Things You'll Need
Wet/Dry vacuum or upright vacuum
Plastic water bottle
Air blows with considerable force into the vacuum interior. Protect your face when reversing the vacuum, and keep your hands, hair and clothing away from the suction areas of the vacuum.
Do not disassemble the vacuum cleaner other than removing the case that holds the vacuum cleaner bag. Doing anything to the electrical parts of the vacuum is dangerous and may void the manufacturer's warranty.
If you have a large, inflatable bed or pool float but don't have an air compressor or leaf blower, you know you have a problem. Neither a foot pump nor your lungs are the answer. Fortunately, you can rig certain vacuum cleaner models to do the job.
If you have an upright, locate where the bag attaches to the vacuum inside the vacuum bag compartment. Some upright vacuums have a plastic fitting where the bag attaches. Other models have a switch that will reverse the airflow.
Remove the vacuum bag and detach the flexible hose from the vacuum if the model has a hose.
Take the vacuum into a garage or out to the driveway or patio. Plug in the vacuum, point it away from you and turn it on to blow dust, hair and dirt out of the vacuum. Let the vacuum run for a minute or two to clean it completely.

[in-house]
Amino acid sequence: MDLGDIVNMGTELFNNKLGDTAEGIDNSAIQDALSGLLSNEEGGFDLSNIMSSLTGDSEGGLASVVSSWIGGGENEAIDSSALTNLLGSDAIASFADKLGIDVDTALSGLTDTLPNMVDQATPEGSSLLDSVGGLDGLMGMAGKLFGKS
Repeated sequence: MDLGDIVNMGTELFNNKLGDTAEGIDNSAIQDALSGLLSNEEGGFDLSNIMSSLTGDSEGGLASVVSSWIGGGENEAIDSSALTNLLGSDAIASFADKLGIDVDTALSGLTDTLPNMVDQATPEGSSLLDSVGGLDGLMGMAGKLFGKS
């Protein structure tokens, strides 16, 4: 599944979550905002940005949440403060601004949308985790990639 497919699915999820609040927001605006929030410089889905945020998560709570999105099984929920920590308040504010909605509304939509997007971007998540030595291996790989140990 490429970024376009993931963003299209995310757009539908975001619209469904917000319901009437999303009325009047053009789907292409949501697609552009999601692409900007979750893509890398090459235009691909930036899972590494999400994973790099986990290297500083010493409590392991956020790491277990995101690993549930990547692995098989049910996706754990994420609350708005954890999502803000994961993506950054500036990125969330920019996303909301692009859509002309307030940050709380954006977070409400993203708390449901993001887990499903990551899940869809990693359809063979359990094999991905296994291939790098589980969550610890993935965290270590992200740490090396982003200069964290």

Cut pieces of duct tape to secure the hose to the opening where you detached the vacuum cleaner bag from the vacuum cleaner. Seal it as tightly as possible to avoid any air leakage. If your vacuum is a wet dry vac, you should be able to attach the hose directly to the vacuum's exhaust fitting with duct tape, sealing it tightly.
Use the utility knife to cut the bottom off the plastic water bottle. Remove the plastic cap. Securely attach the bottom end of the water bottle to the end of the vacuum hose with duct tape. Seal as tightly as possible. The plastic bottle neck becomes an adapter that fits into many raft nozzles.
Cut additional pieces of duct tape, as needed, to use in securing the bottle top to the item you want to inflate. This seal should be as airtight as possible but also easy to remove.
S.F. Heron is an avid gardener with over three years of experience in online writing and a working background in aviation and earth and ocean sciences. She is published on various websites and holds a Bachelor of Science degree in journalism from the University of Maryland.